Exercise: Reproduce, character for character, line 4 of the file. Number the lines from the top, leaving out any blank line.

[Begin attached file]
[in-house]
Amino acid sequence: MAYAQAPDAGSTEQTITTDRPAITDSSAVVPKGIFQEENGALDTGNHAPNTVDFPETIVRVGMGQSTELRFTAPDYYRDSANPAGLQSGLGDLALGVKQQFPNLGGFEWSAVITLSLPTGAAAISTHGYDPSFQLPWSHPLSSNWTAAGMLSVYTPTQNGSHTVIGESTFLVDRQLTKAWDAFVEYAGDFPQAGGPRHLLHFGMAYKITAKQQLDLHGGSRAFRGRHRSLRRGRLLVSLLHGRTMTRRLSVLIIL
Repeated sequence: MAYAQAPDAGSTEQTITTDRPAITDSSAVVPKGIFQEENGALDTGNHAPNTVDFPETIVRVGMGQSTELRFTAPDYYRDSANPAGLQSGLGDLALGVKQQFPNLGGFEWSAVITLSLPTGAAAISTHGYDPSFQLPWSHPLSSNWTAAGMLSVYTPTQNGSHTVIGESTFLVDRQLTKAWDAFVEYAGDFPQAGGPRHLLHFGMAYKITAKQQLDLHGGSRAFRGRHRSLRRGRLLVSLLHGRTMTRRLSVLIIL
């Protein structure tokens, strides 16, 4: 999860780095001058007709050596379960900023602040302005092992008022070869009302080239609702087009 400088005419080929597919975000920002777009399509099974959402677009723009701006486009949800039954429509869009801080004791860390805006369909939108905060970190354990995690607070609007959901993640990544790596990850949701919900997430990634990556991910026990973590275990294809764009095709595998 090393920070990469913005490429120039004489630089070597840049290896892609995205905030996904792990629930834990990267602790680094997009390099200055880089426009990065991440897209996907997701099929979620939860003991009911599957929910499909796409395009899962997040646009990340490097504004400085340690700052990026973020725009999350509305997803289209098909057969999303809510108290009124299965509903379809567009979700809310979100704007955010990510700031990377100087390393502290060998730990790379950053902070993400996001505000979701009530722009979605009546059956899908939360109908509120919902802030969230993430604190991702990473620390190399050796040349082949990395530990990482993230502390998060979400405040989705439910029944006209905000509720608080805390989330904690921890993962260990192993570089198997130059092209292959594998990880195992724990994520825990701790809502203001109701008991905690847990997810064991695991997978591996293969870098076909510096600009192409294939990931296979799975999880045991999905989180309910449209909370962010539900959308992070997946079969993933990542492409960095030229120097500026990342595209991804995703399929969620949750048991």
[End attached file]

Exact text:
């Protein structure tokens, strides 16, 4: 999860780095001058007709050596379960900023602040302005092992008022070869009302080239609702087009 400088005419080929597919975000920002777009399509099974959402677009723009701006486009949800039954429509869009801080004791860390805006369909939108905060970190354990995690607070609007959901993640990544790596990850949701919900997430990634990556991910026990973590275990294809764009095709595998 090393920070990469913005490429120039004489630089070597840049290896892609995205905030996904792990629930834990990267602790680094997009390099200055880089426009990065991440897209996907997701099929979620939860003991009911599957929910499909796409395009899962997040646009990340490097504004400085340690700052990026973020725009999350509305997803289209098909057969999303809510108290009124299965509903379809567009979700809310979100704007955010990510700031990377100087390393502290060998730990790379950053902070993400996001505000979701009530722009979605009546059956899908939360109908509120919902802030969230993430604190991702990473620390190399050796040349082949990395530990990482993230502390998060979400405040989705439910029944006209905000509720608080805390989330904690921890993962260990192993570089198997130059092209292959594998990880195992724990994520825990701790809502203001109701008991905690847990997810064991695991997978591996293969870098076909510096600009192409294939990931296979799975999880045991999905989180309910449209909370962010539900959308992070997946079969993933990542492409960095030229120097500026990342595209991804995703399929969620949750048991």